Just because a health problem is labeled “genetic” doesn’t mean that you’re fated to get it. Genes are potential…until they’re triggered.
And this is why there’s so much preventive power in lifestyle choices – the food we eat, the habits we keep.
Twins provide a great example. By looking at differences in genetics and lifestyle with twins, scientists can see the impact that environmental factors like nutrition can have on health outcomes. New research shows one way this plays out in the dental realm.
The study, published in Cell Host & Microbe, looked at the oral flora of 285 pairs of twins, age 5 to 11 – that is, bacteria present in the mouth, both helpful and harmful. Just under half the twins were identical. Unsurprisingly, those twins had similar oral flora.
Interestingly, the types of bacteria that seemed driven by genetics were the good kind, not those that play a role in tooth decay.
But they also found that “the most heritable bacteria decrease in abundance with age.”
Meantime, lifestyle factors such as diet encourage the growth and proliferation of harmful, disease-causing microbes. One dietary factor identified by this study was sugar. The researchers
found that twins whose diet included a lot of added sugar had fewer of the types of bacteria that are linked to lower rates of tooth decay and more of the types that are linked to higher rates of tooth decay.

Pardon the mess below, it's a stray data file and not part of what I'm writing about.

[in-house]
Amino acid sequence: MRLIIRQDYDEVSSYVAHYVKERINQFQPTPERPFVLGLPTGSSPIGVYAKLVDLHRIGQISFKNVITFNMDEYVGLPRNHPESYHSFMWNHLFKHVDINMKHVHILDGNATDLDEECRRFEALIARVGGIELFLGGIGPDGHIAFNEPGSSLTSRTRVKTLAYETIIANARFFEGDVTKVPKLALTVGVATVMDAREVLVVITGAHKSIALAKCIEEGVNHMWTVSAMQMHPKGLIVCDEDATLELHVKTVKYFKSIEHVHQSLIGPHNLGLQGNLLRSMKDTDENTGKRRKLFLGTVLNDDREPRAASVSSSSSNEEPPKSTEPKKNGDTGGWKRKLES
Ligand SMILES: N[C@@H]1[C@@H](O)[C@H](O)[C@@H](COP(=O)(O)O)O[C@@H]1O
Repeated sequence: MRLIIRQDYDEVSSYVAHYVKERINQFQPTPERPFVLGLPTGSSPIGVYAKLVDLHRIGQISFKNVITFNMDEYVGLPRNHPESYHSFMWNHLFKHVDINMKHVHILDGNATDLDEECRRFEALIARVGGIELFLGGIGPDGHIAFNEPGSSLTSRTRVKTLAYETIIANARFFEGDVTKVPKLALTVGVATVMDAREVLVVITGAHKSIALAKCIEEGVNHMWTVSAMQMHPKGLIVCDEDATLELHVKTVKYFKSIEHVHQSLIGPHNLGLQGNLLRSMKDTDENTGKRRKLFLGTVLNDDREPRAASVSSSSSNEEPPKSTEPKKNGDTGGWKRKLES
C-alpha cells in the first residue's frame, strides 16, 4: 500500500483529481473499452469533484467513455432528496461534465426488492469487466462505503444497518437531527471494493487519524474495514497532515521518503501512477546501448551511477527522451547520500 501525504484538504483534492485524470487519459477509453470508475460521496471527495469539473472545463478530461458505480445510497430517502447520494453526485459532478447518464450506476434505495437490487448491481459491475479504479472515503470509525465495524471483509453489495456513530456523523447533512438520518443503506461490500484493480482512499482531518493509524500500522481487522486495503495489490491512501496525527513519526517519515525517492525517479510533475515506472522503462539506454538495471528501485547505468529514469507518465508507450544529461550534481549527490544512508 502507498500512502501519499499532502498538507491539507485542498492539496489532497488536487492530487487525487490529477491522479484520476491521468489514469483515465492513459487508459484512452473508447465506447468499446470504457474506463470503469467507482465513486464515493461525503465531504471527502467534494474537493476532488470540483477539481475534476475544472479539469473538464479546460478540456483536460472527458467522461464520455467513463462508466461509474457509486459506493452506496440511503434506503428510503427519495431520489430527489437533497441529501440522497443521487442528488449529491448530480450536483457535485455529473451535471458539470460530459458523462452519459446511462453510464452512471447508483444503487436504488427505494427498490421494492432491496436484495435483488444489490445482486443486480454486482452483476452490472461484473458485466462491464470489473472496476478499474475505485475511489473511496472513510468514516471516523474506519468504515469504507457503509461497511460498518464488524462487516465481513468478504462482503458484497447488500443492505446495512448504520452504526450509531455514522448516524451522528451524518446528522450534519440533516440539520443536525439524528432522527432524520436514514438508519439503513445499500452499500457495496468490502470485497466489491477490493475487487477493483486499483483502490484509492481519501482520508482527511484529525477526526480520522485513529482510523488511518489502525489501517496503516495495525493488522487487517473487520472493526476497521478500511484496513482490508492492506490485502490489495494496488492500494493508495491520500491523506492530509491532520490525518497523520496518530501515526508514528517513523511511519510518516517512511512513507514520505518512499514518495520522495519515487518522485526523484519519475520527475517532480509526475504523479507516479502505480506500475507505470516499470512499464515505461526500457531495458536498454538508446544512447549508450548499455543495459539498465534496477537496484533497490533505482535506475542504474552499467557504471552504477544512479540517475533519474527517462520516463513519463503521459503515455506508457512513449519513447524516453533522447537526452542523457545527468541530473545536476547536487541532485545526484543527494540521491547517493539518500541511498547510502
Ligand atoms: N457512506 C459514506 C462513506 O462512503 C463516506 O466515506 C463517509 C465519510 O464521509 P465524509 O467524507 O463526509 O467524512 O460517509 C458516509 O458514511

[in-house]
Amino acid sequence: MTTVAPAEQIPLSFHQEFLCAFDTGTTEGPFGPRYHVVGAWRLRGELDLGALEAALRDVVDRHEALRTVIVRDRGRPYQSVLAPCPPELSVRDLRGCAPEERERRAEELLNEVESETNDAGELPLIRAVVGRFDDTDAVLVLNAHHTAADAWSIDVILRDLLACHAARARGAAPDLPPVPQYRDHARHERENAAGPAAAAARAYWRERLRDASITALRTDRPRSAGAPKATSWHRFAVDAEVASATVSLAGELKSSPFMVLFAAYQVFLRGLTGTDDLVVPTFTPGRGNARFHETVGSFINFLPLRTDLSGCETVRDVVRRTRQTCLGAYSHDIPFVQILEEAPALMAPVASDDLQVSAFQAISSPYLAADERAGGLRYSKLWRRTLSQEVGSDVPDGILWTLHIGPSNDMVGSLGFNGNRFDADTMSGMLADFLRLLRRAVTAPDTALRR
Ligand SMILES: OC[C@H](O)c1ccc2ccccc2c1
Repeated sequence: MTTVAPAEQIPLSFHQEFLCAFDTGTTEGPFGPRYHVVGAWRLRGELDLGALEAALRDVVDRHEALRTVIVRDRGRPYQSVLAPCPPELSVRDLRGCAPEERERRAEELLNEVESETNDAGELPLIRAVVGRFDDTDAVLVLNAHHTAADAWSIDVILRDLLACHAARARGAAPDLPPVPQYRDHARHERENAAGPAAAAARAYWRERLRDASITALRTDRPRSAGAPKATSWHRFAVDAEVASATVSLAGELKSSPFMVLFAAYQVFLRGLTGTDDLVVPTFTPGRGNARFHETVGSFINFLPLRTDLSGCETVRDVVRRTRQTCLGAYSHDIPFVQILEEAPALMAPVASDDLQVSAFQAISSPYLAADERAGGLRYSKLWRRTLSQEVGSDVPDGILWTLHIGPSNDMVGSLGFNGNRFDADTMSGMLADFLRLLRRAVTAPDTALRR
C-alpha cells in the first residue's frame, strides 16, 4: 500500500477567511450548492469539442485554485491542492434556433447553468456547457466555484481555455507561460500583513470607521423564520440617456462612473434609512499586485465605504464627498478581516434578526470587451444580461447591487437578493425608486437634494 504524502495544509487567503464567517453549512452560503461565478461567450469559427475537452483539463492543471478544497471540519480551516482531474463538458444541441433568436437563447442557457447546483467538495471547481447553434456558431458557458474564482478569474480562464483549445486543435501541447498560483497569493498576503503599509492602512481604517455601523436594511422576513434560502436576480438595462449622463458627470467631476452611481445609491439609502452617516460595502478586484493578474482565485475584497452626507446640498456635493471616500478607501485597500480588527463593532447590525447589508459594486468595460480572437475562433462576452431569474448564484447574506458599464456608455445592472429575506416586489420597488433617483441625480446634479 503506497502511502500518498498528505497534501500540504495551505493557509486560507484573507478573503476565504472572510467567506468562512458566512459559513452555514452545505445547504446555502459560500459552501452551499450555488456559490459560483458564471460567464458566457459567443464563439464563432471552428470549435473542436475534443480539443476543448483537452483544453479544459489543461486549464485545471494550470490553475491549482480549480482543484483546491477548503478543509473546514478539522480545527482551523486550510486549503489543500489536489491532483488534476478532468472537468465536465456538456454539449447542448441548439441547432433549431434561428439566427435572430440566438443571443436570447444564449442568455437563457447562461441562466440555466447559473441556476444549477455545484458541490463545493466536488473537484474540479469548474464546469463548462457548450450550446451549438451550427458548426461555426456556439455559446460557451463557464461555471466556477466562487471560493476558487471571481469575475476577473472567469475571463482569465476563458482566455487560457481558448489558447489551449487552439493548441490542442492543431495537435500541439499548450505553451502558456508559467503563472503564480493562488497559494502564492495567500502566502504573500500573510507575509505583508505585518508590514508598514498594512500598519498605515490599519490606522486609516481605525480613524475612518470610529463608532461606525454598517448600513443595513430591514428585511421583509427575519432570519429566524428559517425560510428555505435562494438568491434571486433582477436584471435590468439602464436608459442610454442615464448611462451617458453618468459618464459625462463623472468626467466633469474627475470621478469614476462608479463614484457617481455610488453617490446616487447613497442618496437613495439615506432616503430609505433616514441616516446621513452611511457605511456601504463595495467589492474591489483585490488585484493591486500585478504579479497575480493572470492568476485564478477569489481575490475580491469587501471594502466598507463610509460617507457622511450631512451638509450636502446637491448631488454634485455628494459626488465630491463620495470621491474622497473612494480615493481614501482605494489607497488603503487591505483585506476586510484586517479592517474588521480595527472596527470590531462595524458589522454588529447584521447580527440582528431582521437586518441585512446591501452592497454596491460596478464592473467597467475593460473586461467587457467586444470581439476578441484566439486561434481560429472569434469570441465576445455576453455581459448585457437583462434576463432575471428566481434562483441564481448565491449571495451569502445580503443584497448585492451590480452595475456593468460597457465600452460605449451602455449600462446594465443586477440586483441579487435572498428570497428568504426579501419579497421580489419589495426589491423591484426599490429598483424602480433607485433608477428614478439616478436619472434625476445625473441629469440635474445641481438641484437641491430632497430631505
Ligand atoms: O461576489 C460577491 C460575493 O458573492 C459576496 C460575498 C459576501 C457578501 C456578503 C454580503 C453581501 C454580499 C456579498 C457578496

As we’ve noted before, research suggests that if you want to prevent caries, sugar should make up no more than 3% of your total caloric intake. For a 2000 calorie diet, that means no more than 60 calories or 15.5 grams of sugar a day.
That’s not much – about half a regular size Snickers bar, a little less than a 12-ounce can of Red Bull, a little more than an 8-ounce serving of Vitamin Water.
Brushing and flossing aren’t enough to fully counteract the impact of dietary choices.
And cutting back on the sugar – and other fermentable carbs – is just part of it. (Fermentable carbs are those that can be broken down by the bacteria in your mouth. All sugars – even “natural” – ones and flour-based products are the biggest offenders.)
The other part? Include more fresh produce in your diet – lots of veg and moderate amounts of whole fruit. These provide antioxidants, vitamins, minerals, and other vital, health-promoting nutrients that both mouth and body need to thrive.
Of course, diet isn’t the only factor that can affect the balance of bacteria in your mouth, but it’s arguably the one over which you have the most direct control.
As one of the genetics study researchers told Newsweek,
What we are seeing here is that in general you do indeed inherit the microbes that make up your mouth from your parents…. But it turned out that the microbes you inherit from your parents don’t generally cause cavities. Instead, it’s more due to what you eat, your lifestyle and your diet.
Image by Bob Blaylock